Here is what you need to know on this Friday, January 20, 97 days before the NFL draft.

Timeline

Days until:
NFL franchise tag deadline 40
NFL free agency starts 48
First Sunday of 2017 season 233

Will Pleasant push the defensive coordinator search to a conclusion?

Is the Redskins’ search for a defensive coordinator taking too long? Joe Barry was fired two weeks ago yesterday. The Redskins have made it clear that they want to be very thorough in their search. But taking time creates problems and one just popped up. Assistant defensive back coach Aubrey Pleasant apparently has the option to follow Sean McVay to Los Angeles. But the Redskins want to hold on to him.

The problem is that they don’t want to sign Pleasant to be, say, the cornerbacks coach and tie the hands of the incoming defensive coordinator. They already would like the new guy to keep OLB coach Greg Manusky and ILB coach Kirk Olivadotti. Locking in a third position coach might made it very hard to persuade a quality coordinator to come on board.

Related: Projecting the Redskins' roster--defense

However, they can’t hold Pleasant, who is a young, energetic coach who relates well to the players, back indefinitely. Presumably McVay and defensive coordinator Wade Phillips have a bigger role in mind for him and they won’t wait forever for him to get things resolved in Washington.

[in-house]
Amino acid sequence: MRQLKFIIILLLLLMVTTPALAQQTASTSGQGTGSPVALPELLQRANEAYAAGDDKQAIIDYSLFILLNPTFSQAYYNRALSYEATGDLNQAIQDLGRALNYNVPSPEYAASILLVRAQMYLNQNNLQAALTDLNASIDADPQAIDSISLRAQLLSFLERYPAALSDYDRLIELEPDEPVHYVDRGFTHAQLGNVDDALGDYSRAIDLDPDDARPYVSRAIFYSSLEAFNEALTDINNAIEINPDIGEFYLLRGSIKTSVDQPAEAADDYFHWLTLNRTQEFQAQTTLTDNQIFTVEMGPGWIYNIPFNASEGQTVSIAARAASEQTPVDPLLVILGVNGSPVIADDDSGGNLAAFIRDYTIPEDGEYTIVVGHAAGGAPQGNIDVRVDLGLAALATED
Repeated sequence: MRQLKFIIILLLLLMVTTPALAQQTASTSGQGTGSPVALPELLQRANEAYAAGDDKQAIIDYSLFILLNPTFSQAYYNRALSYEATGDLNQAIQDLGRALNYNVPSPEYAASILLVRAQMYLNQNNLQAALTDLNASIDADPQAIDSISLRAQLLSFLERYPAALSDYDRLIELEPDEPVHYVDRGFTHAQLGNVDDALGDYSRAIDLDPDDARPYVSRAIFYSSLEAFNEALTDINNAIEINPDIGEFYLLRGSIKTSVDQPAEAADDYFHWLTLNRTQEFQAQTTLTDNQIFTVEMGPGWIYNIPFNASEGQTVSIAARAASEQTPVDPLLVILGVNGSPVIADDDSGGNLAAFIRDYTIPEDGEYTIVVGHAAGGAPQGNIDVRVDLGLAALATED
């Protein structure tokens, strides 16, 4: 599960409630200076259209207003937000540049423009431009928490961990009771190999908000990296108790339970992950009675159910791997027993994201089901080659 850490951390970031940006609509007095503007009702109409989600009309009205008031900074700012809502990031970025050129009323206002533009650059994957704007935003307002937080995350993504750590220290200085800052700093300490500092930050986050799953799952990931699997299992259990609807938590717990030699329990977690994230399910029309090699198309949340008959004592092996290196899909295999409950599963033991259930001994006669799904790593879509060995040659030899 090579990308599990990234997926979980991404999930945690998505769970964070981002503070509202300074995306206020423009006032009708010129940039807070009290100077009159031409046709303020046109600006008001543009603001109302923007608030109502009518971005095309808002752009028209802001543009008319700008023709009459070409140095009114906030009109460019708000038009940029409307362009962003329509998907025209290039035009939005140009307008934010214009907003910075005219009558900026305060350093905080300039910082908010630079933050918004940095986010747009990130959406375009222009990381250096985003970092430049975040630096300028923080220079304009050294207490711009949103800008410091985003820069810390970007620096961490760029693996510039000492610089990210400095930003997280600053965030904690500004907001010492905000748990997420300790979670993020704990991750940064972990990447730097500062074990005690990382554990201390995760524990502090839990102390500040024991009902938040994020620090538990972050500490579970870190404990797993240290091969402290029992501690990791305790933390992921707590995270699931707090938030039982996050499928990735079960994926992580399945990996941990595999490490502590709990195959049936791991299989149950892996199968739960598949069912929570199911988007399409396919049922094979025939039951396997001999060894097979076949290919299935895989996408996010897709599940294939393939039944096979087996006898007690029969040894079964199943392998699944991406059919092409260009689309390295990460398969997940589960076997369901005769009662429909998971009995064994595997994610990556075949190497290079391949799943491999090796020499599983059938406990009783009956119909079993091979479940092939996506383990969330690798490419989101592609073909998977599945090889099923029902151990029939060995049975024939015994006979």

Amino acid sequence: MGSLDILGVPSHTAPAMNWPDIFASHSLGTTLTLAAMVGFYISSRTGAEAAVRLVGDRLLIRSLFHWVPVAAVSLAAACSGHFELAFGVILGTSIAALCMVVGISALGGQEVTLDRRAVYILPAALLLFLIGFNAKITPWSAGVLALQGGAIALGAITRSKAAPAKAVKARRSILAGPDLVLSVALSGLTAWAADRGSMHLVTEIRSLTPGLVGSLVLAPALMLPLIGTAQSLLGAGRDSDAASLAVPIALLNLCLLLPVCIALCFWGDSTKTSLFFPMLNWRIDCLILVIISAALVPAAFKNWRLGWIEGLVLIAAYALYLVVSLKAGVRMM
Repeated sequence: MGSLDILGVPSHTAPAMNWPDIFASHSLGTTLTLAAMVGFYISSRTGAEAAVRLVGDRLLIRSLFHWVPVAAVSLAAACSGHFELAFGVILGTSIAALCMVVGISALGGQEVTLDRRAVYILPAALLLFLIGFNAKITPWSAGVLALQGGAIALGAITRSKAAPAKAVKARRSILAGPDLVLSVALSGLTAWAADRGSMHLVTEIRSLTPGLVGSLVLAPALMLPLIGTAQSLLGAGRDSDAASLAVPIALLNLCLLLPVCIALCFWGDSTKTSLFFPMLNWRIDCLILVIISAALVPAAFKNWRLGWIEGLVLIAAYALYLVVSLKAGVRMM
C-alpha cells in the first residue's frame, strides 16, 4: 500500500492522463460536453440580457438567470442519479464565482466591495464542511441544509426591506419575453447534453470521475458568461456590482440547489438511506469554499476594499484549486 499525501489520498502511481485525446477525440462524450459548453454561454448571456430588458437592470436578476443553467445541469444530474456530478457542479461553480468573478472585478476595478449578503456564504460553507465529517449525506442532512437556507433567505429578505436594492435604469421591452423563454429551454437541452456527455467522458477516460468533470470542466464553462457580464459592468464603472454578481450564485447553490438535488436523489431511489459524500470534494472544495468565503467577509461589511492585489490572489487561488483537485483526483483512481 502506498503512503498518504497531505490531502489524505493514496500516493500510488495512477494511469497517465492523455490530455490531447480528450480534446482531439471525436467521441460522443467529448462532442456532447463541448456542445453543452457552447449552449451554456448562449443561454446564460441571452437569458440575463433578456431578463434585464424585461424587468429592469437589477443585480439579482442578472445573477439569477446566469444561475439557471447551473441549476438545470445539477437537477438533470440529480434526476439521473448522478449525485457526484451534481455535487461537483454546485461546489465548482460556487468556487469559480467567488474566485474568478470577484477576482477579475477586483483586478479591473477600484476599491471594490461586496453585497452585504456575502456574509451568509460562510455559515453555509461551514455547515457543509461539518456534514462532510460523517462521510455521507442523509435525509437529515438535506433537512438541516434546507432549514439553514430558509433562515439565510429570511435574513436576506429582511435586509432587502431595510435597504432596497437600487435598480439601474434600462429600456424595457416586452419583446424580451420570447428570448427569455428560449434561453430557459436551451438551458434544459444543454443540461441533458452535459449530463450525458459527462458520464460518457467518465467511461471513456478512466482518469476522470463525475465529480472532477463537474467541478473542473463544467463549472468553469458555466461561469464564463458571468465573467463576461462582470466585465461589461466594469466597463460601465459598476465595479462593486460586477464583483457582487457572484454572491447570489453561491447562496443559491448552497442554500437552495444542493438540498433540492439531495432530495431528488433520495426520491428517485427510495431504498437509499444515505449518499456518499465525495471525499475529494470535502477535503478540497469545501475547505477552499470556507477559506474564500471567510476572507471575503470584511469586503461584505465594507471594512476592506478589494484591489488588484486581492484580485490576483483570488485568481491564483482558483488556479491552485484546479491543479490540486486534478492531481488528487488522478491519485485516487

But it’s not like the Pleasant situation will need to be resolved by the close of business today. We’re talking days, not hours. How many days? They could lose him due because of the Redskins’ deliberate process if it stretches into sometime early next week. I think the chances are strong that there will be a decision on the new defensive coordinator by, say, the close of business on Tuesday.

More Redskins: Setting the odds on what will happen with Cousins

I’ll wrap this up with a quick round of laying out the $100 in casino chips on the various defensive coordinator candidates. Things have changed since I did it on Monday. I’ll still make Greg Manusky the favorite but I’ll drop him down five bucks to $35. I’m downgrading Mike Pettine down to a $10 wager; I’ve heard that the organization was not impressed with his interview. I’m more than doubling the wager on Gus Bradley to $25. It’s been a few days since reports that the Chargers were pressing him for a decision and yet he remains in play. I’m going with $10 on Dennis Thurmon, who is from the school of the aggressive style of play that Jay Gruden is looking for. Rob Ryan gets not a cent and the remaining $20, including John Pagao, who interviewed yesterday, goes on the field.

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Stay up to date on the Redskins! Rich Tandler covers the team 365 days a year. Like his Facebook page www.Facebook.com/RealRedskins and follow him on Twitter @Rich_TandlerCSN.